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CHENNAI: Scientists at ICMR’s National Institute for Research in Tuberculosis in Chennai plan to initiate a study on BCG booster dose for kids and adolescents, who are household contacts of tuberculosis patients. The study aims to understand whether a booster BCG dose would prevent development of tuberculosis among them. For this, more than 9,000 children will be enrolled across seven sites in India.

The primary aim of this study is to assess the efficacy of BCG re-vaccination compared to oral chemoprophylaxis in preventing tuberculosis (TB) in household contacts aged 6-18 years. Children will be randomized into 2 study groups: BCG and  Oral chemoprophylaxis.

Bacille Calmette Guerin (BCG) vaccine is one of the most widely used vaccines in the world to reduce risks of natural tuberculous infection. The efficacy of BCG vaccination in newborns is well known and has a documented protective effect against meningitis and disseminated TB in children.

However, there is considerable uncertainty on BCG revaccination. It is known that BCG revaccination enhances immune responses, but it is yet to be established if BCG revaccination can help prevent TB disease in household contacts.

“The study is designed as a multicenter randomized controlled trial with two groups of healthy household contacts aged 6-18 years receiving either the BCG vaccine or oral chemoprophylaxis. They will be followed up for 24 months to compare the incidence of TB disease in each arm. This study will demonstrate the effect of BCG revaccination in comparison to oral chemoprophylaxis on the incidence of mycobacterium tuberculosis disease in healthy household contacts, aged 6-18 years," Dr C Padmapriyadarsini, Director, NIRT told Mint.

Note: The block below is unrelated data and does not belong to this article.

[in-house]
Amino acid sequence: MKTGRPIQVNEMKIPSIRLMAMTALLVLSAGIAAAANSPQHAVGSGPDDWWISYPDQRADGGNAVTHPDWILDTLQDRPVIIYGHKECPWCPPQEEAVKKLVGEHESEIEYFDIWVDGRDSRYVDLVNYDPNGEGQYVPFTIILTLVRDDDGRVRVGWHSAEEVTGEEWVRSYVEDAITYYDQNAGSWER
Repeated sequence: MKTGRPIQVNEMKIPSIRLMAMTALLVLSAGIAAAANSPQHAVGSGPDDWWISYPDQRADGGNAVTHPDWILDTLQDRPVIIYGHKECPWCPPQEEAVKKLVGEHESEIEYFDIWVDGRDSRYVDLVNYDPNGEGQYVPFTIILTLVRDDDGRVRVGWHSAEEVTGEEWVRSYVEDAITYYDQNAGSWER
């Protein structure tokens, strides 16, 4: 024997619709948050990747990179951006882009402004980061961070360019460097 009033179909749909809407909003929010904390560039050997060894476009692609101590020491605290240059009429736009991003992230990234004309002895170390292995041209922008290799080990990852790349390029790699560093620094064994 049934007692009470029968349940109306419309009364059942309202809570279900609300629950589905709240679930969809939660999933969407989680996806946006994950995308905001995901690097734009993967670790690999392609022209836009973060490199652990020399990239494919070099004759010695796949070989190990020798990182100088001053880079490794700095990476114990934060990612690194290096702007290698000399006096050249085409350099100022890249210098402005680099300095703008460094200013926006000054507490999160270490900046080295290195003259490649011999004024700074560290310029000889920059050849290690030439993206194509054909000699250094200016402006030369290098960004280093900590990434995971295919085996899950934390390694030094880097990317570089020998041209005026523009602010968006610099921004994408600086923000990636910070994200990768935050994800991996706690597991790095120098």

“ICMR has held one round of talk with the health ministry and another meeting is scheduled for next week. As of now, there is no reported data of how many children develop TB in this age group and how many die due to the disease," Dr C Padmapriyadarsini said.

“All children will be household contacts of microbiologically confirmed pulmonary TB patients. Contacts of Multidrug-resistant (MDR) TB adults will also be included in the study. Both C-Tb skin test positive and negative children will be included. Similarly, both well-nourished and malnourished children will be included. All children will be followed up for 24 months post recruitment and the incidence of TB (all forms) will be compared between the groups. TB will be diagnosed as per the National TB Elimination Program (NTEP) and Latent TB infection (LTBI) will be based on the C-TB skin test results.

Scientists are aiming to start the study as early as possible as they are waiting for fund release. They have targeted to complete the study by 2025 to match the health ministry’s deadline of TB elimination target by 2025.

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